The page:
“It was a fun birthday party!” my best friend proclaimed. “There was even a food truck!” Okay, I have to admit, I always have fun when food trucks are involved. I love ordering my gourmet meals from a Barbie-sized car. So, how can a person not have fun at a birthday party with a food truck around? Well, except maybe if that person is a 2-year-old child. “Oh,” my friend added, “and they even had every blow-up slide and bounce house created by man there.”
So, really, what 2-year-old doesn’t have fun ordering his cage-free, hormone-free chicken nuggets while riding down a blow-up slide that eerily resembles the Titanic? Well, my kid might not.
Perhaps it’s my practical side winning out, or maybe I’m just a super mean mom, but I don’t see the point in spending oodles of money for an extravagant birthday party for my toddler. Honestly, until I became a mom I thought the uber-fancy child party was a thing of myth and legend reserved only for people like Beyoncé or reality shows on Bravo. And then I started hearing the ever-popular “friends of friends” stories where mom friends had gone to parties where they rented Disney princesses, balloon-making men, and reptile zoos all at the same party. My wallet and my heart hurt. What happened to just friends, family, cake and ice cream?
I grew up having birthday parties the same as any other kid, and I remember balloons, and cake, and laughter, and running around the backyard with my friends. There were no rented bounce houses. There were no singing clowns. There is not one part of me that thinks back on that time with regret or anger at my parents for not renting a snow machine in the middle of summer and flying in the cast of Frozen to sing for me. (All right, I might be a little miffed that they weren’t able to get Han Solo to my 9th birthday party, but I understand. He was busy being frozen in carbonite back then, anyway.) What I remember is my family. I remember my friends. I remember the fun and the love, and this is what I want for my son.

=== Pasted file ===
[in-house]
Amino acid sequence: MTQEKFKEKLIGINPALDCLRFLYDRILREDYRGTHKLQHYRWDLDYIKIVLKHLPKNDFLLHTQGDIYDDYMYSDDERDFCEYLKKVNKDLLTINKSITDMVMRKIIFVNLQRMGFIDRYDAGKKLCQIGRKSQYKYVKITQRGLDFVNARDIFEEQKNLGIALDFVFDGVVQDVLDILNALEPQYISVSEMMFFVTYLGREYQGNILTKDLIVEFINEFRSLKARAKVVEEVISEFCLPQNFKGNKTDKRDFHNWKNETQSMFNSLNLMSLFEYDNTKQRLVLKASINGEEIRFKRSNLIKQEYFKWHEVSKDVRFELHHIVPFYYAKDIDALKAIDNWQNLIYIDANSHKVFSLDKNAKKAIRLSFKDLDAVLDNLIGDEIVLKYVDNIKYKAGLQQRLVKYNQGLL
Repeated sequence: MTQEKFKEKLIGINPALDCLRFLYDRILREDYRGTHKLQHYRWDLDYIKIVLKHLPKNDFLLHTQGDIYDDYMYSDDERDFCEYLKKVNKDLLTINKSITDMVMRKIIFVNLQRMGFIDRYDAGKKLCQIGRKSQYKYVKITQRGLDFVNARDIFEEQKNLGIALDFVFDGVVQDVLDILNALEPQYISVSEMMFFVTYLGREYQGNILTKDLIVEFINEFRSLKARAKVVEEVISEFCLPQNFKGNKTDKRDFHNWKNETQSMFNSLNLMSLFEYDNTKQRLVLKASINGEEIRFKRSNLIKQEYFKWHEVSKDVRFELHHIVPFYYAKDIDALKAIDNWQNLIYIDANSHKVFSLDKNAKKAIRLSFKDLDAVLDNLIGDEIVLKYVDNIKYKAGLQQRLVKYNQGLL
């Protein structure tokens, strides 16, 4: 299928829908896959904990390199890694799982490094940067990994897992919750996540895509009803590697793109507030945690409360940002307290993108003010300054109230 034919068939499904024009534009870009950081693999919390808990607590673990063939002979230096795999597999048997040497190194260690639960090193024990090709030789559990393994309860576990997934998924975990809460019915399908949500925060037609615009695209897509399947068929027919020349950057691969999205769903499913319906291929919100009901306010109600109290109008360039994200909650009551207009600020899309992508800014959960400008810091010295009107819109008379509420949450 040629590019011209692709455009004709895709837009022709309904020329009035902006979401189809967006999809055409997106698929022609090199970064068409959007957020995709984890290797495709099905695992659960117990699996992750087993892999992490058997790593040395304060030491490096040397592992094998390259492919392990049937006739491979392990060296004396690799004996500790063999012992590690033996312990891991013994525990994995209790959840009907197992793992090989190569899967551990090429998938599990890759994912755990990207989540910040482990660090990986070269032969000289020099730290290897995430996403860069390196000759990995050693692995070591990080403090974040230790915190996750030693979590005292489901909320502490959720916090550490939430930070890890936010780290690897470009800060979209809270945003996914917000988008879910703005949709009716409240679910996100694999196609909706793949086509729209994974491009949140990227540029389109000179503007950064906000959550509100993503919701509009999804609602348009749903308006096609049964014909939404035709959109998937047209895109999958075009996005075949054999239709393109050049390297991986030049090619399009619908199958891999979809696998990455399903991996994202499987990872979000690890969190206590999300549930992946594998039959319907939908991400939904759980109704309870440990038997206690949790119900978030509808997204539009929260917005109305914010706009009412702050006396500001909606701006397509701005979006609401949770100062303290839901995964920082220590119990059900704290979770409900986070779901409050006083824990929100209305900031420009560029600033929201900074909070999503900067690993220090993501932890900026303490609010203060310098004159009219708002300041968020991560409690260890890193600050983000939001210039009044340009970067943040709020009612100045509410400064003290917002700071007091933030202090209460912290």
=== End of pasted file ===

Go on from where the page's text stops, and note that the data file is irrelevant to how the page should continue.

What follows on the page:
I want my son to have memorable birthdays, too. I just know the excessive three-ring circus of competitive birthday partying is not for me. I don’t want to show my son he needs more, more, more on his birthday. Excess will not equal love in our house. Hopefully, the more my son will experience will simply be more love from his family and friends. So, we are going to keep his birthdays on the simple side—balloons, party hats, cake, ice cream and the usual stuff.
In the future, if requested, a clown or two may show up here and there (I’m not totally heartless), but a full-on theme park will not. My toddler does not need to birthday party like it’s 1999, and I don’t need to impress my friends and family by throwing him an elaborate party to prove how much I care about him. I’d do anything for him—except try to hire Lady Gaga and Tony Bennett to sing him “Happy Birthday.”
These parties of such crazy magnitude seem to be more for the parents than for the kids, anyway. Even though my kid can seem to remember every Gene Kelly movie, I’m fairly certain he is not going to remember his 2nd birthday party in years to come. I want him to have a great time, but these days he has a great time with cardboard boxes as much as what is inside of them. So, the extravagance is certainly not gonna be for him.
And later, when he is going through old family photos before he leaves for college, if he asks, “Mom, where was my life-sized Millennium Falcon and Legion of Stormtroopers for my 2nd birthday? Didn’t you love me?”—will I feel guilty? I don’t think so. Okay, maybe a little. But like a good mother, I will just tell him the truth: “You loved blowing bubbles that year! We had a bubble-blowing party! And honestly, we just couldn’t afford the spaceship and Troopers, because we hired them for your dad’s birthday party.”
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